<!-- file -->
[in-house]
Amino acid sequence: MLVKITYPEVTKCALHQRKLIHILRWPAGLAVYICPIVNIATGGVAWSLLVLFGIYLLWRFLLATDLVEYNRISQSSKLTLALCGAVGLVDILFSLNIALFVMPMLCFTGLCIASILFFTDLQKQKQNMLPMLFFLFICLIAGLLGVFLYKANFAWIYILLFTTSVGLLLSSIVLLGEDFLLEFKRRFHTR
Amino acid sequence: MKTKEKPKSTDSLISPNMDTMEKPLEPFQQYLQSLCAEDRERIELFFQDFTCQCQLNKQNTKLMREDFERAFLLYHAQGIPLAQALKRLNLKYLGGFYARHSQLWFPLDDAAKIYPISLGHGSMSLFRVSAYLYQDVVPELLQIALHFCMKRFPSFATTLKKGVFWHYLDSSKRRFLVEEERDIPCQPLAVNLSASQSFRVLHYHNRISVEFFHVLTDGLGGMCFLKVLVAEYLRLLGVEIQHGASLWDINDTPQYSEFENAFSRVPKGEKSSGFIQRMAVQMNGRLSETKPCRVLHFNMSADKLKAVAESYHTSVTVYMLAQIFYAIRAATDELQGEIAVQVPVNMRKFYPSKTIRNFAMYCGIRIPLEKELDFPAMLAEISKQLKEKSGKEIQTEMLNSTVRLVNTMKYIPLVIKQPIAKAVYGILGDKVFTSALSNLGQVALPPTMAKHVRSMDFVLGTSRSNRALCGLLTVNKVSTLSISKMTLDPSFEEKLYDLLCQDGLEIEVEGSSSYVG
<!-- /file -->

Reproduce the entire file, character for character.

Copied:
[in-house]
Amino acid sequence: MLVKITYPEVTKCALHQRKLIHILRWPAGLAVYICPIVNIATGGVAWSLLVLFGIYLLWRFLLATDLVEYNRISQSSKLTLALCGAVGLVDILFSLNIALFVMPMLCFTGLCIASILFFTDLQKQKQNMLPMLFFLFICLIAGLLGVFLYKANFAWIYILLFTTSVGLLLSSIVLLGEDFLLEFKRRFHTR
Amino acid sequence: MKTKEKPKSTDSLISPNMDTMEKPLEPFQQYLQSLCAEDRERIELFFQDFTCQCQLNKQNTKLMREDFERAFLLYHAQGIPLAQALKRLNLKYLGGFYARHSQLWFPLDDAAKIYPISLGHGSMSLFRVSAYLYQDVVPELLQIALHFCMKRFPSFATTLKKGVFWHYLDSSKRRFLVEEERDIPCQPLAVNLSASQSFRVLHYHNRISVEFFHVLTDGLGGMCFLKVLVAEYLRLLGVEIQHGASLWDINDTPQYSEFENAFSRVPKGEKSSGFIQRMAVQMNGRLSETKPCRVLHFNMSADKLKAVAESYHTSVTVYMLAQIFYAIRAATDELQGEIAVQVPVNMRKFYPSKTIRNFAMYCGIRIPLEKELDFPAMLAEISKQLKEKSGKEIQTEMLNSTVRLVNTMKYIPLVIKQPIAKAVYGILGDKVFTSALSNLGQVALPPTMAKHVRSMDFVLGTSRSNRALCGLLTVNKVSTLSISKMTLDPSFEEKLYDLLCQDGLEIEVEGSSSYVG